Reactive Government

It seems more and more as if this Tory government makes policy as a reaction to any current environment.

The EU referendum was David Cameron’s answer to UKIP but the consequences of that promise have landed the UK in yet another confrontation with the EU and probably months if not years of distractions.

£12bn of cuts is a figured plucked from the air to look good in a manifesto and yet the IFS has stated (reported in the Guardian)

The cuts that the government announces later this year in next month’s Budget and the following Spending Review may turn out to be deliverable. But they certainly will not feel like is just 1% being taken out of each area of spending, nor will it require merely “£13 billion from departmental savings” as the Conservative manifesto described. While not inaccurate, these numbers give a misleading impression of what departmental spending in many areas will look like if the manifesto commitment to eliminate the deficit by 2018–19, largely through spending cuts, while not cutting spending in many areas, is to be met.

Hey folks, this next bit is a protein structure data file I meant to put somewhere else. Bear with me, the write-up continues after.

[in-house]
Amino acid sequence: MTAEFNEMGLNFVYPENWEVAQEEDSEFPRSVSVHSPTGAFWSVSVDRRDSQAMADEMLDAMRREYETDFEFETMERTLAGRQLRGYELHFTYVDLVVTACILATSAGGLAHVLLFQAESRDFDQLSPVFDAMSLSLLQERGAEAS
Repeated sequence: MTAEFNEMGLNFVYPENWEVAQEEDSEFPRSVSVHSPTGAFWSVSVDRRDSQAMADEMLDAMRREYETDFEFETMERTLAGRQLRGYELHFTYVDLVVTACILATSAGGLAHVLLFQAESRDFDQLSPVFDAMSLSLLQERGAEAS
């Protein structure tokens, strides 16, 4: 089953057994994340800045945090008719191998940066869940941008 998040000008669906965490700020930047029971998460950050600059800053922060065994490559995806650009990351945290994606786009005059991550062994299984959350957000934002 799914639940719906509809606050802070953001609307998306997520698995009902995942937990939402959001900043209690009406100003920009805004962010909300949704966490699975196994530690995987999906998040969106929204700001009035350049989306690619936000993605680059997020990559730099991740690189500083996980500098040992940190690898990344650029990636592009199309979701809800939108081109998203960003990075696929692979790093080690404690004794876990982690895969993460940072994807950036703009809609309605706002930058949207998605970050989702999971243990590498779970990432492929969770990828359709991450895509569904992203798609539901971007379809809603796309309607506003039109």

But we also hear that George Osborne is keen to sell RBS at a £13bn discount.

Where is the consistency?

#GE15 How Trivial Can It Get?

Both major parties are terrified to expose their real agendas in this campaign. In particular the Tories are throwing up trivial promises to obscure the real issues. The latest “3 paid days for volunteering” linked to the so called “Big Society” is a nonsense. I have volunteered for one thing after another most of my life – I have an MBE in recognition – and I cannot see anybody ringing any voluntary body and saying “Can I volunteer for the next three days?” is going to be welcomed. It would just be a nuisance.

But the Tories daren’t explain

Why on earth are they not challenged? Perhaps because Labour knows it will be exposed for similar policies.

So let’s both stick to trivia!